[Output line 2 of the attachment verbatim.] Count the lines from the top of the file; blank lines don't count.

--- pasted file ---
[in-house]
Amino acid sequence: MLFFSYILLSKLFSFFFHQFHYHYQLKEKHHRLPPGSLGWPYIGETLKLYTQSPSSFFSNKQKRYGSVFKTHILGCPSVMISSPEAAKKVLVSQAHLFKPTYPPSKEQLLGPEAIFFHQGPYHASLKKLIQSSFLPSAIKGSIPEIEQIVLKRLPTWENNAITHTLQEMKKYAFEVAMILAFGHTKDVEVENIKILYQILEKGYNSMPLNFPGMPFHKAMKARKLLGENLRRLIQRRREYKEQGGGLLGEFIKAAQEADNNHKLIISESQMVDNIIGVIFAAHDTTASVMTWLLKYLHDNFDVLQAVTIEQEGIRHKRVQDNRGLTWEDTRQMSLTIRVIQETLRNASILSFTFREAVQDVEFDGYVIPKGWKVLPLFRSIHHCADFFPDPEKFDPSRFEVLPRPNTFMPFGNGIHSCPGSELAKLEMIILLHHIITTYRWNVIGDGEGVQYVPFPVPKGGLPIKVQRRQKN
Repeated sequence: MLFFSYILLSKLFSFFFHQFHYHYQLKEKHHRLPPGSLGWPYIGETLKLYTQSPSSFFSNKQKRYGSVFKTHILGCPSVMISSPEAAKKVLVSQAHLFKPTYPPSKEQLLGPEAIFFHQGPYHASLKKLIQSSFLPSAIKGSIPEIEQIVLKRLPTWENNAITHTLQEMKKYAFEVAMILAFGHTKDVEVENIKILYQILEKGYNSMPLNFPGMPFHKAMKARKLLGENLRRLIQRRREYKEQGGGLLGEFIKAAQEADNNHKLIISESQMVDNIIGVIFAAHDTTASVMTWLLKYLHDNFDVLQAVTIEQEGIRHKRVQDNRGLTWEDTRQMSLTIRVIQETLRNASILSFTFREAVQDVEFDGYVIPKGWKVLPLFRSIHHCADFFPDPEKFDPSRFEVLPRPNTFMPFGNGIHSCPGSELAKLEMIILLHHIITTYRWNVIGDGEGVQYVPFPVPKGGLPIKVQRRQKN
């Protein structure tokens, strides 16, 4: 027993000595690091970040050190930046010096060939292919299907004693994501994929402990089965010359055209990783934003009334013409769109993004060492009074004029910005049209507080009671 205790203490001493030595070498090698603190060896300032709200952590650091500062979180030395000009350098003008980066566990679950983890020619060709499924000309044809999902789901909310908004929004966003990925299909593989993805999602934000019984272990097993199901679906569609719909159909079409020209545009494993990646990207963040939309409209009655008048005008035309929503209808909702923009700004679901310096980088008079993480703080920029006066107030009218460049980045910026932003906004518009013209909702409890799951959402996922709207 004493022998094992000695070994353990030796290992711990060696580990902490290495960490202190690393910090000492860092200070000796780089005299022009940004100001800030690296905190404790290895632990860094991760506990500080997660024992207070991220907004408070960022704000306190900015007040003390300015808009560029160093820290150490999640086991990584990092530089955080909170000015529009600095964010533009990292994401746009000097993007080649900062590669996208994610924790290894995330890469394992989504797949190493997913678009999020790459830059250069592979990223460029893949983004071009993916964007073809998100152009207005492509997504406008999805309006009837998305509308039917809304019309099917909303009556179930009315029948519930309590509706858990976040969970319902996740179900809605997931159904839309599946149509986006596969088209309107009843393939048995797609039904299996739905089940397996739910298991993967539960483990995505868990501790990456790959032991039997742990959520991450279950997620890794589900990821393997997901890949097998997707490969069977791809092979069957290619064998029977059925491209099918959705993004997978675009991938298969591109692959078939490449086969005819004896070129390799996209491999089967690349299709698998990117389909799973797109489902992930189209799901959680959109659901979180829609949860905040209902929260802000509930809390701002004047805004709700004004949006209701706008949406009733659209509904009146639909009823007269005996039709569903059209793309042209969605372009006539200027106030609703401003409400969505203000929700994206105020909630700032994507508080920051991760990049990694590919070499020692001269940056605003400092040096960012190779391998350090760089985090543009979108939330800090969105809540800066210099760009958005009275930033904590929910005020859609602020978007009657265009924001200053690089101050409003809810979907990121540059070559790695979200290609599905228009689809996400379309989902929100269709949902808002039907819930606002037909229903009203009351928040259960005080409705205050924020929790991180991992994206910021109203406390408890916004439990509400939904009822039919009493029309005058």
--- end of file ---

Amino acid sequence: MLFFSYILLSKLFSFFFHQFHYHYQLKEKHHRLPPGSLGWPYIGETLKLYTQSPSSFFSNKQKRYGSVFKTHILGCPSVMISSPEAAKKVLVSQAHLFKPTYPPSKEQLLGPEAIFFHQGPYHASLKKLIQSSFLPSAIKGSIPEIEQIVLKRLPTWENNAITHTLQEMKKYAFEVAMILAFGHTKDVEVENIKILYQILEKGYNSMPLNFPGMPFHKAMKARKLLGENLRRLIQRRREYKEQGGGLLGEFIKAAQEADNNHKLIISESQMVDNIIGVIFAAHDTTASVMTWLLKYLHDNFDVLQAVTIEQEGIRHKRVQDNRGLTWEDTRQMSLTIRVIQETLRNASILSFTFREAVQDVEFDGYVIPKGWKVLPLFRSIHHCADFFPDPEKFDPSRFEVLPRPNTFMPFGNGIHSCPGSELAKLEMIILLHHIITTYRWNVIGDGEGVQYVPFPVPKGGLPIKVQRRQKN